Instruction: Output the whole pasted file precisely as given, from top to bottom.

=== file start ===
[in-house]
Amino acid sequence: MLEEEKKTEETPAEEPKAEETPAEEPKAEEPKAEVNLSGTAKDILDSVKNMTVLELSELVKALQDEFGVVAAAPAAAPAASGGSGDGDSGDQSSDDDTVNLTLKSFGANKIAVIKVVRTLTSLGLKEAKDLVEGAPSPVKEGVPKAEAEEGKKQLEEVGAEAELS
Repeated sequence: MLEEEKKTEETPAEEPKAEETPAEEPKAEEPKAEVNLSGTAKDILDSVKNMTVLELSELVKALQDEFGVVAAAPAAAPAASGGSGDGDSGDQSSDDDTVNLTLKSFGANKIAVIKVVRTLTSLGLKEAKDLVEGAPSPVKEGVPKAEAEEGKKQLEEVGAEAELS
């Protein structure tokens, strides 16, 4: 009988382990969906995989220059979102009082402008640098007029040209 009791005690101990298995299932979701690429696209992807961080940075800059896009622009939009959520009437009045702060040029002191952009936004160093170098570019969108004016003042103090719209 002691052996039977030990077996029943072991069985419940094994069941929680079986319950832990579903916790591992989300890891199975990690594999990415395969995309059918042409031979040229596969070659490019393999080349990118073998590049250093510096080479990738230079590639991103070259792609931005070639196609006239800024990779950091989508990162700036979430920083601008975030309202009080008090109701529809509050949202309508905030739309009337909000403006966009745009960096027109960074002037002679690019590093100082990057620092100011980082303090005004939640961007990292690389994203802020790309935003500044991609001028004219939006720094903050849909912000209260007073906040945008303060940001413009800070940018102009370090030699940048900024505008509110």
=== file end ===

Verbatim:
[in-house]
Amino acid sequence: MLEEEKKTEETPAEEPKAEETPAEEPKAEEPKAEVNLSGTAKDILDSVKNMTVLELSELVKALQDEFGVVAAAPAAAPAASGGSGDGDSGDQSSDDDTVNLTLKSFGANKIAVIKVVRTLTSLGLKEAKDLVEGAPSPVKEGVPKAEAEEGKKQLEEVGAEAELS
Repeated sequence: MLEEEKKTEETPAEEPKAEETPAEEPKAEEPKAEVNLSGTAKDILDSVKNMTVLELSELVKALQDEFGVVAAAPAAAPAASGGSGDGDSGDQSSDDDTVNLTLKSFGANKIAVIKVVRTLTSLGLKEAKDLVEGAPSPVKEGVPKAEAEEGKKQLEEVGAEAELS
């Protein structure tokens, strides 16, 4: 009988382990969906995989220059979102009082402008640098007029040209 009791005690101990298995299932979701690429696209992807961080940075800059896009622009939009959520009437009045702060040029002191952009936004160093170098570019969108004016003042103090719209 002691052996039977030990077996029943072991069985419940094994069941929680079986319950832990579903916790591992989300890891199975990690594999990415395969995309059918042409031979040229596969070659490019393999080349990118073998590049250093510096080479990738230079590639991103070259792609931005070639196609006239800024990779950091989508990162700036979430920083601008975030309202009080008090109701529809509050949202309508905030739309009337909000403006966009745009960096027109960074002037002679690019590093100082990057620092100011980082303090005004939640961007990292690389994203802020790309935003500044991609001028004219939006720094903050849909912000209260007073906040945008303060940001413009800070940018102009370090030699940048900024505008509110």